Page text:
Their Software is Defining Your Culture: How to Ensure YOUR Culture is Present On The Screen

When you think about what influences culture, what comes to mind? Do you  think about content, video, audio, pictures, executive memos, value statements, ethics, and posters? I bet software didn’t make the list. And yet software is prolific throughout virtually every organization. It’s where most of us spend our workdays. It’s on every screen and shaping your work culture.

Your organization or team may be distributed geographically across offices and in many cases include remote workers. Building and nurturing the high performance work culture you want is harder than ever. The unifying element is often the software you use to communicate, collaborate and work. It brings everyone together and defines the workplace these days. And it can be acting right now as a trojan horse in your business. I’m not talking about industrial espionage or a virus – I’m talking about the software you bring into use, and that it may be taking over your culture.

The tools of today’s workforce are far more complex than those of previous eras. They come with added context, methods, and philosophies. Some of these tools may better align with your competitors’ culture, and inspire your team’s talent to connect with it elsewhere. Even worse, you may be receiving an unknown positive benefit or performance impact from a cultural shift caused by some great software. And you may be giving credit and increasing resources to a separate initiative that’s actually working against you. One thing is certain, if your organization’s soft infrastructure (i.e., the main dashboards for daily work) are created by third parties, those third parties have a huge amount of influence over your culture. How does this happen? Under whose watch? What do you do about it?

For many modern businesses, software is at the core of the experience for your workers. And when it comes to culture building, it’s often neglected. If your organization is like many, the collective perception of the organization is of this “hard or solid thing.” But for many, the primary environment that most influences our behavior, is soft. It is digital. It shouldn’t come as a surprise, but it’s been a very gradual shift for us all. Your culture happens on and off the screen. The more screen time your workers have, the more important the environment’s role is in shaping your culture. And the younger your team, the more influenced they are by it.

Four people each have a cell phone in the office

The experience we have with our work software shapes our perception of our work, and our company. It also influences our mood, our attitude, our decisions, and the way we make those decisions (the engine of thought). The type, quality, and even brand of the tools provided to your workforce says something about the culture of your organization. Is it the cheapest? Is it also the worst? Is it the best? Does it reflect an investment and reinforce the belief in the power and capabilities of the team? Do the choices in software reflect the values of the organization? Does the soft infrastructure of the organization align with the hard infrastructure?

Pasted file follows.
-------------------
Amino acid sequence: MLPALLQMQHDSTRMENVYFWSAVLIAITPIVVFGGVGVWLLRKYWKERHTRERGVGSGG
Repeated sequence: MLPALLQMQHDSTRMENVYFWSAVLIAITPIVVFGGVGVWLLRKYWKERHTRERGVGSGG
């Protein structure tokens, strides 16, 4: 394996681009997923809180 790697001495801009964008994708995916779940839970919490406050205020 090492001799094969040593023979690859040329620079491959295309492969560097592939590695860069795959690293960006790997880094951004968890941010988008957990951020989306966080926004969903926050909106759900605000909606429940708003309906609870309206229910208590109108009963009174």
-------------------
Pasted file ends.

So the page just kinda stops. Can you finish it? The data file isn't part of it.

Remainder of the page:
These questions are asked and answered in the blink of an eye. And if there’s an inconsistency or lack of alignment, how is that reported? Who is it reported to? And will anything be done? The reality is, the employees who notice, may talk amongst peers, but typically don’t have anyone they can turn to without fear of reprisals, to discuss such observations. Thus, this behaviour reinforces a duplicitous culture; the one we talk about, the one we show through behavior and choice, and the secret underground in between. This affects the performance and expense of many an organization but has been written off as the cost of doing business. In the realm of software, this manifests in a complete lack of consideration of culture when it comes to choosing the suite of tools for the workforce.

Perhaps a way to frame the cultural and software conversation is to bring them under the umbrella of the soft-infrastructure of the organization. The softer side of business, or soft infrastructure, not only includes the mental and emotional digital bits and bytes, but it deals in the experiential – what your teams see, sense and feel as they work. These experiences shape and largely determine the true culture of the organization, beyond the motivational posters.

Software as a… Trojan Horse For Culture?

trojan horse

Forget about spyware and ransomware for a moment. There are many opportunities in software and especially the Software as a Service (SaaS) model for outside service providers to set the tone of the work environment, and thus set the tone of your culture. This happens by default when you first select software for your organization, and you must be vigilant and discerning with your choices. There’s an ongoing challenge created by shifts in the software, the service, and the provider’s business model as well.

Since software is often a service these days, updates and changes occur often. Sometimes, there’s a conversation or two, as to if, who and how those updates are rolled out.  It’s most often done at a technical level with very little regard for alignment or impact on the culture, which by the way, is the engine of performance of the entire organization. It’s very likely that updates are rolled out with very little oversight. Yet even changes in the experience and design of the software can impact user attitudes, and introduce new ways of thinking and working. This isn’t necessarily a good thing, especially if you are already committed to a certain philosophy or methodology of work.